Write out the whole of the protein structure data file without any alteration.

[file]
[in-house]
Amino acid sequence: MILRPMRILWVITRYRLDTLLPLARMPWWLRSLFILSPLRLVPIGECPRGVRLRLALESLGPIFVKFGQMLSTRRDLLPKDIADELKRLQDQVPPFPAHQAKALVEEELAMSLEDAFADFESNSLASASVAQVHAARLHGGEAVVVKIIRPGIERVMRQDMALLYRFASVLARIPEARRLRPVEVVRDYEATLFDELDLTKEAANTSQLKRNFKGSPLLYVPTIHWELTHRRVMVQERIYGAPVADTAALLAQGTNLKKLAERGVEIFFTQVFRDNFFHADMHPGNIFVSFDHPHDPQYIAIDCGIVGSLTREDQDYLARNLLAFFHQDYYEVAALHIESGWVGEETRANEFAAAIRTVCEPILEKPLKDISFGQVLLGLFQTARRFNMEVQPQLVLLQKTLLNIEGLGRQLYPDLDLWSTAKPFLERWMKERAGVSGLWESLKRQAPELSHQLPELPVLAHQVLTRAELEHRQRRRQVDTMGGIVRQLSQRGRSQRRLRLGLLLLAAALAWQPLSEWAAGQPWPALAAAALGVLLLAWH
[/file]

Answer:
[in-house]
Amino acid sequence: MILRPMRILWVITRYRLDTLLPLARMPWWLRSLFILSPLRLVPIGECPRGVRLRLALESLGPIFVKFGQMLSTRRDLLPKDIADELKRLQDQVPPFPAHQAKALVEEELAMSLEDAFADFESNSLASASVAQVHAARLHGGEAVVVKIIRPGIERVMRQDMALLYRFASVLARIPEARRLRPVEVVRDYEATLFDELDLTKEAANTSQLKRNFKGSPLLYVPTIHWELTHRRVMVQERIYGAPVADTAALLAQGTNLKKLAERGVEIFFTQVFRDNFFHADMHPGNIFVSFDHPHDPQYIAIDCGIVGSLTREDQDYLARNLLAFFHQDYYEVAALHIESGWVGEETRANEFAAAIRTVCEPILEKPLKDISFGQVLLGLFQTARRFNMEVQPQLVLLQKTLLNIEGLGRQLYPDLDLWSTAKPFLERWMKERAGVSGLWESLKRQAPELSHQLPELPVLAHQVLTRAELEHRQRRRQVDTMGGIVRQLSQRGRSQRRLRLGLLLLAAALAWQPLSEWAAGQPWPALAAAALGVLLLAWH